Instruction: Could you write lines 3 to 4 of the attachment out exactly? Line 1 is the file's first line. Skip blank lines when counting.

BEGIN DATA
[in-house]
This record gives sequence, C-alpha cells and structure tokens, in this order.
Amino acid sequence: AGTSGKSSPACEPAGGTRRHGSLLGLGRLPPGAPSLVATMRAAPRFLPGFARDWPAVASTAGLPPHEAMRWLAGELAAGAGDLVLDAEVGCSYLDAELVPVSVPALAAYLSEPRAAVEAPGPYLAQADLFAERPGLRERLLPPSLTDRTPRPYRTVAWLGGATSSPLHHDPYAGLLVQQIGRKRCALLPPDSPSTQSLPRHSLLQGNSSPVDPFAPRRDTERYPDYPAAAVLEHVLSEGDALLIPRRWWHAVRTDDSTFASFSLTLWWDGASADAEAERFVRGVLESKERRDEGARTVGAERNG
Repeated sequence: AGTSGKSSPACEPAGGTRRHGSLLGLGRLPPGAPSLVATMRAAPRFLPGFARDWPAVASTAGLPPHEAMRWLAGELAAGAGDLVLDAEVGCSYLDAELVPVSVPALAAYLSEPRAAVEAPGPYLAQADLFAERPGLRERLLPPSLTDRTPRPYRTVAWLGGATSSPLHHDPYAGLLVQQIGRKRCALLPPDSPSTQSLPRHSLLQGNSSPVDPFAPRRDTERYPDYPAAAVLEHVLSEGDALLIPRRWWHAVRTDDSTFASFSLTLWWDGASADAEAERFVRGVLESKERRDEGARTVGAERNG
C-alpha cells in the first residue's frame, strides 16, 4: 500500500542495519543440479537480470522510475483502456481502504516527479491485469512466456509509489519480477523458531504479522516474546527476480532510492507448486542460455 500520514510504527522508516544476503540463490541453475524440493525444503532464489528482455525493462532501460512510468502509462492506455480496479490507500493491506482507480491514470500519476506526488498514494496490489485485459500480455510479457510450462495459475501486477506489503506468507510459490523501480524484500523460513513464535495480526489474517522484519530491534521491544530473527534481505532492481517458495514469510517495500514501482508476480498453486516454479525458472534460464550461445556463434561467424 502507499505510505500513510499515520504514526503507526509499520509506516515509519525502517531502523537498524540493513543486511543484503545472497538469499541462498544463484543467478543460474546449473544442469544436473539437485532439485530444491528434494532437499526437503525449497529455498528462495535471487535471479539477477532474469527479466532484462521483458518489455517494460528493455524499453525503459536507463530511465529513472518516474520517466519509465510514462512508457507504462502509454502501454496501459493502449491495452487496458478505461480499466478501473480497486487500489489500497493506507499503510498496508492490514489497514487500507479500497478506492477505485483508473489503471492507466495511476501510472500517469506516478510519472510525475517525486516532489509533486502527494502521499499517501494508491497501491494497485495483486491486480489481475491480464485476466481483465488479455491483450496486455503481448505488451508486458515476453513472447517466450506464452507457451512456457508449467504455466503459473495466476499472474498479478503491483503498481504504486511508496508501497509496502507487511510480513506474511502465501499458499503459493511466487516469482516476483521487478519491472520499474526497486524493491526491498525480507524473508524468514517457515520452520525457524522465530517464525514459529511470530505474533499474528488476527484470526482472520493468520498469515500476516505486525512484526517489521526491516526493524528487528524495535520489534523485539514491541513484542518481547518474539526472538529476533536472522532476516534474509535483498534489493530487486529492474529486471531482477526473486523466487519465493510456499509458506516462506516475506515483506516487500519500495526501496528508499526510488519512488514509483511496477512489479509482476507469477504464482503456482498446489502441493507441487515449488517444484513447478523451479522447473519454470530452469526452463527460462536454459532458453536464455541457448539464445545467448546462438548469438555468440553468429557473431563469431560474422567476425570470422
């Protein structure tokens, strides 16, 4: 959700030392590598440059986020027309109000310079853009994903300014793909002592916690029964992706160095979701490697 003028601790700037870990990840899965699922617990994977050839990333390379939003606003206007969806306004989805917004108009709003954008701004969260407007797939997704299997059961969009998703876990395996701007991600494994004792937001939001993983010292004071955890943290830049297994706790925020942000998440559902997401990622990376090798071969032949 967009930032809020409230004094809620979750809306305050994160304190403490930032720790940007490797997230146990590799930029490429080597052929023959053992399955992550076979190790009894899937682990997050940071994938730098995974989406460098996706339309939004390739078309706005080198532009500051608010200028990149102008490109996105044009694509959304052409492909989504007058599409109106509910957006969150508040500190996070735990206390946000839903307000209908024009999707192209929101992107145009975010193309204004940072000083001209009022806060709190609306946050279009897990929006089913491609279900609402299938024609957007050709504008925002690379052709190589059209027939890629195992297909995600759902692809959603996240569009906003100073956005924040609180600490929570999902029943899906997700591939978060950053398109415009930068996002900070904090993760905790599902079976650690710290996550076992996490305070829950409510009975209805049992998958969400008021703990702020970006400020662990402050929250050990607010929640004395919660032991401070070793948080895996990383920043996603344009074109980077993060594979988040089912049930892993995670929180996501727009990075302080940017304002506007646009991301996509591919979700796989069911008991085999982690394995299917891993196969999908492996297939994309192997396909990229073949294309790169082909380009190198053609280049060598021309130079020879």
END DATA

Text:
Amino acid sequence: AGTSGKSSPACEPAGGTRRHGSLLGLGRLPPGAPSLVATMRAAPRFLPGFARDWPAVASTAGLPPHEAMRWLAGELAAGAGDLVLDAEVGCSYLDAELVPVSVPALAAYLSEPRAAVEAPGPYLAQADLFAERPGLRERLLPPSLTDRTPRPYRTVAWLGGATSSPLHHDPYAGLLVQQIGRKRCALLPPDSPSTQSLPRHSLLQGNSSPVDPFAPRRDTERYPDYPAAAVLEHVLSEGDALLIPRRWWHAVRTDDSTFASFSLTLWWDGASADAEAERFVRGVLESKERRDEGARTVGAERNG
Repeated sequence: AGTSGKSSPACEPAGGTRRHGSLLGLGRLPPGAPSLVATMRAAPRFLPGFARDWPAVASTAGLPPHEAMRWLAGELAAGAGDLVLDAEVGCSYLDAELVPVSVPALAAYLSEPRAAVEAPGPYLAQADLFAERPGLRERLLPPSLTDRTPRPYRTVAWLGGATSSPLHHDPYAGLLVQQIGRKRCALLPPDSPSTQSLPRHSLLQGNSSPVDPFAPRRDTERYPDYPAAAVLEHVLSEGDALLIPRRWWHAVRTDDSTFASFSLTLWWDGASADAEAERFVRGVLESKERRDEGARTVGAERNG